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My data has following distribution:

enter image description here

I wish to determine if it is a Normal distribution, so:

> library(nortest)
Warning message:
package 'nortest' was built under R version 2.12.2 
> sf.test(y)
Error in sf.test(y) : sample size must be between 5 and 5000
> ad.test(y)
            Anderson-Darling normality test
data:  y 
A = 5487.108, p-value = Inf

> cvm.test(y)   
        Cramer-von Mises normality test
data:  y 
W = 855.7627, p-value = Inf

> pearson.test(y)    
        Pearson chi-square normality test    
data:  y 
P = 2456556, p-value < 2.2e-16

> qqnorm(y); abline(0, 1)

When I do qqnorm, I found

enter image description here

Can I conclude y does not have a normal distribution, since the p-value = INF and the qqnorm did not fit the abline?

Should I expect all these p-values close to zero or one when my distribution is in normal distribution? How about the pearson.test?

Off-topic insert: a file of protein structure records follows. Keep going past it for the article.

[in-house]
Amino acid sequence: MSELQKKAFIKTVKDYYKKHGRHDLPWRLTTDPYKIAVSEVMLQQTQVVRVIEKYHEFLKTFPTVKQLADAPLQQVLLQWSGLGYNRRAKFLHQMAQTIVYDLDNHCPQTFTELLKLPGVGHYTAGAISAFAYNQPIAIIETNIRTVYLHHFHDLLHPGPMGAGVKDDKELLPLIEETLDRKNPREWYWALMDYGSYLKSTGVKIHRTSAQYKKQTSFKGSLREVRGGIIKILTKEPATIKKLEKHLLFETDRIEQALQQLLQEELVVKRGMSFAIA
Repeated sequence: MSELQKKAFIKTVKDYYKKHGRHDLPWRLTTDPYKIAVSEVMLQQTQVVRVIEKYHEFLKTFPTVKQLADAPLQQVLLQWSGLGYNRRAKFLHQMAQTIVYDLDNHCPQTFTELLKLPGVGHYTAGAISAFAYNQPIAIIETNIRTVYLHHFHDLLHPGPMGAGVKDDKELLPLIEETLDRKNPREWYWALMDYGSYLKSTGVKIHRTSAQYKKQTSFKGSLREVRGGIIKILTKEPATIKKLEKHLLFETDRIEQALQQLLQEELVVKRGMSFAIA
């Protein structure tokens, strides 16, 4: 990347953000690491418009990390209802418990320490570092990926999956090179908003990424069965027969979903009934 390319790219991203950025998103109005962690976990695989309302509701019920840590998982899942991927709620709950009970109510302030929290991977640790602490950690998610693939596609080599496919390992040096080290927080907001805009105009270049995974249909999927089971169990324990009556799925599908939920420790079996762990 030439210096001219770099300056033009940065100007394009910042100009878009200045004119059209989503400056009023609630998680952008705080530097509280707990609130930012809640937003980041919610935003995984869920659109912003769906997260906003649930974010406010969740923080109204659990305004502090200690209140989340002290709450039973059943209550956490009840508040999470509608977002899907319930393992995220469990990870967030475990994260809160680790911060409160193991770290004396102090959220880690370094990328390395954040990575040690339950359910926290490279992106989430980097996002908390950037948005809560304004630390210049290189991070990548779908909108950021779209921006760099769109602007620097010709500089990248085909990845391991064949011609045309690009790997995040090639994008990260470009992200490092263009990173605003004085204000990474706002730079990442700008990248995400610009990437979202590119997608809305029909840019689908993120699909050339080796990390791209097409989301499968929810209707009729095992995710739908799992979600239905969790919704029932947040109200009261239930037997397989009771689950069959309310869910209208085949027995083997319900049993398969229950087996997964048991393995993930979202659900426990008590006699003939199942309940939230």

How should I interpret the numbers (A, W and P) before the p-values?

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  • 1
    $\begingroup$ It looks like your data is truncated at zero (i.e. no values below zero occur). That excludes it from coming from a normal distribution. $\endgroup$ – Nick Sabbe Jun 23 '11 at 9:54
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    $\begingroup$ An infinite $p$-value seems to hint at some problem with the numerics. $\endgroup$ – cardinal Jun 23 '11 at 13:14
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You have a very large data set (looks like over a million cases). With N this large, even the tiniest variation from normality will be highly significant. The key here is the QQ plot. It shows, as Nick pointed out, that your data are truncated. Why is this the case?

(added) I tried this:

library(nortest)
x <- rnorm(1000000)
ad.test(x)

and the p value was 0.03! But the qqnorm was very close to a straight line. I will trust my eyes over the test.

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